The big story today, of course, is that news of the details of Selena Roberts' book on Alex Rodriguez are out. The book contains all sorts of unflattering revelations on the superstar, ranging from him allegedly using steroids in high school, to tipping off the opposition on pitches, to only tipping 15% at Hooters.
But I'm not really concerned about the book hurting Alex Rodriguez or the Yankees long-term. Here's why:
* Nothing shocks with A-Rod anymore: Alex has already "shattered the Tyson Zone," as Bill Simmons wrote about him earlier this month, "when an athlete's life turns so bizarre you become numb to any twist in his story." Dude has already been publicly humiliated in every sort of way, some of which, like kissing himself in that Details photo shoot, he willingly agreed to. A-Rod is a really weird guy. We all know that already. No need to pick up a book to tell me that.
* What about the other 103?: The biggest revelation of Roberts' career was her scoop this spring that A-Rod used steroids, along with the news there was a list of 104 players who tested positive for performance enhancing drug use in 2003. Yet neither she, nor anybody else in the media, ever bothered to reveal anything about the other players using steroids. It seems like such a double standard that even Curt Schilling, not exactly a fan of A-Rod, has called for the names to come out. Yet the names still haven't been revealed. Why is that?
* We already know he's a cheater: Roberts' most shocking revelation - that A-Rod used steroids at all - already came out this spring. While it seems like hearing that Alex allegedly was juicing in high school - or as a Yankee - should be a stunner, I don't know if it will be, given that his legacy is already tainted. It's like if a wife catches her husband cheating, he says it was only with one woman, and then she later finds out that he did it with others. Nothing will shock as much as the first time. And, as the cliche goes, once a cheater, always a cheater, like the way that Joslyn Morse wasn't the only woman Alex cheated on with his wife.
* An athlete is an insatiable hedonist? You don't say!: I found it amusing that Roberts' publisher is marketing the book promising breathless revelations about A-Rod's "insatiable hedonism" and "deviant personal life." Newsflash - many, many athletes cheat on their spouses. True, they might not be hooking up with high-profile stars like Madonna, but they're messing around. Is Roberts - or any other sportswriter - planning on writing about their extracurricular activities? Doubtful. Besides, Roberts is supposed to be a sportswriter. Why is she even delving into this gossipy material in the first place?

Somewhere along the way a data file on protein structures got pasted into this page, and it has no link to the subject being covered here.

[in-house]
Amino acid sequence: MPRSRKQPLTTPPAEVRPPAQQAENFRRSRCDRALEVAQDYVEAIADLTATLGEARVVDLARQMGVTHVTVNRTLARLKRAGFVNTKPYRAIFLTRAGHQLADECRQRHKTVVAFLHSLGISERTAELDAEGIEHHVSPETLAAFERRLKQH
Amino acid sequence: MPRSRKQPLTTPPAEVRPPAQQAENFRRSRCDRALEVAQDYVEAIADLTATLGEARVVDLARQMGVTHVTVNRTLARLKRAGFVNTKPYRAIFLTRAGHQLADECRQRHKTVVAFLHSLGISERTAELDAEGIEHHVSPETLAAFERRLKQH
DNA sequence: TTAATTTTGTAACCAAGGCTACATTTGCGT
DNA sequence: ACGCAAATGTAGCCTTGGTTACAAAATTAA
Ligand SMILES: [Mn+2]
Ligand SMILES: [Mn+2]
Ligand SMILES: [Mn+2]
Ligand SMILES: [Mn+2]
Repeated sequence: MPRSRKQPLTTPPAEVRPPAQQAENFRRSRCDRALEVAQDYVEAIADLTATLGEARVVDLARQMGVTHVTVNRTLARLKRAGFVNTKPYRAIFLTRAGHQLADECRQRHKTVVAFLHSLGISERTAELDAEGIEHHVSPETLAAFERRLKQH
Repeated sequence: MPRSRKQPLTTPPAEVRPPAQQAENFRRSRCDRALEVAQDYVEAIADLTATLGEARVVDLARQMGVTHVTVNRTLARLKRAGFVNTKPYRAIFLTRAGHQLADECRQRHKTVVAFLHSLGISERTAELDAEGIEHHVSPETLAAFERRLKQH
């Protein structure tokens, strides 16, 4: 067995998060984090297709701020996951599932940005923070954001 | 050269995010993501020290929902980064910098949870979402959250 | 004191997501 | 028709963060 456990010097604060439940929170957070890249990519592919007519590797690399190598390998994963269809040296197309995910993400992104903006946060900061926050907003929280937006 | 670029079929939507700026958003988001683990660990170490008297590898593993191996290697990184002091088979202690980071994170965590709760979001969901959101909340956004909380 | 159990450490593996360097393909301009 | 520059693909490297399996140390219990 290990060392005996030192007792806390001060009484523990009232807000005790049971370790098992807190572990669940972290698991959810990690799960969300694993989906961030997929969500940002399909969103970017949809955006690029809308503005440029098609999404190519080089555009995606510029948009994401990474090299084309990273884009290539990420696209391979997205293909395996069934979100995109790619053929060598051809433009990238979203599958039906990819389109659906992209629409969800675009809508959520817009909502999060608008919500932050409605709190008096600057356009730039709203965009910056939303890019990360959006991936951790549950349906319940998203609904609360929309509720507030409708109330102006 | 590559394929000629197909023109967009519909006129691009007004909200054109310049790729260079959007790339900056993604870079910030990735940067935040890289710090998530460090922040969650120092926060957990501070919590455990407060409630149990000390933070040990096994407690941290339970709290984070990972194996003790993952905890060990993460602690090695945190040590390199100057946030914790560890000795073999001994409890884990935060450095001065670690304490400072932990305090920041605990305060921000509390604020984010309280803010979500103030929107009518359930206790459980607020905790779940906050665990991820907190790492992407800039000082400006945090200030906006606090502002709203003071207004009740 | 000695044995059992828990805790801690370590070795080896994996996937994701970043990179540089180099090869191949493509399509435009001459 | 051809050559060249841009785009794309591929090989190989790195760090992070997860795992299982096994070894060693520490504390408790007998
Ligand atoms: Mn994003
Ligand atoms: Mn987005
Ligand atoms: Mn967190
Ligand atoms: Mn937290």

* 15% is a lousy tip?: Again, Roberts is a sportwriter, yet she's delving into Page Six material with this book's revelation that A-Rod was hated by Hooters girls for "only" tipping 15%. I mean, really. Writing about athletes' tipping, like how Scottie Pippen's nickname among waitstaff is Scottie Ain't Tippin', is standard stuff - for gossip writers, that is. Not for sportswriters. And A-Rod's tip, while not overly generous, isn't ridiculously cheap, either. I would question his judgment more in going to Hooters in the first place than the tip - their food is pretty weak - but that's me!
* A-Rod, an object of sympathy? It's possible!: Joe Torre's nasty book, "The Yankee Years," set out to make Alex the villain of the tome, with tons of petty comments and unflattering revelations. Yet the book is so mean-spirited, it only makes you feel sorry for Alex. That's what I think will happen with Selena Roberts' book on A-Rod. It's not just one-sided, it's a book that had its publication date pushed back to coincide with Alex's return from the disabled list. Even if you think A-Rod is a bad guy, is his life really worth all these negative pages?
* So much for the clubhouse code: While I don't think this book will ultimately hurt A-Rod - his legacy is damaged already - the one thing I do think can cause problems - at least temporarily - in the clubhouse is this: The book reveals that some of his own teammates cooperated with Roberts with some of the nastier revelations, like him being called "b*tch t*ts" in the clubhouse. It's bad enough that too many Yankee players who should know better - like Derek Jeter, Andy Pettitte and Jorge Posada - cooperated with the Torre book. The fact that some of A-Rod's teammates cooperated with Roberts' book is pretty terrible. Tell me, how does telling tales about your teammate to a reporter help the team win? A-Rod is a paranoid guy, but just because he's paranoid doesn't mean that people - including his own teammates - aren't really out to get him!
* The Yanks need Alex more than ever: For once in his life, A-Rod has good timing. Him being on the disabled list has reminded fans that, really, this team is better off with him than without him. Contrary to some journalists' suggestion that the Yanks would take off without that A-lbatross holding them down, the team has seemed sluggish and weak without A-Rod. For once, fans actually miss the guy. Instead of being treated like a pariah, I think A-Rod will get the biggest standing ovation of the year when he returns. And I think the overkill of this book could actually help him become, for once, an object of sympathy.
What do you think about A-Rod? Leave us a comment!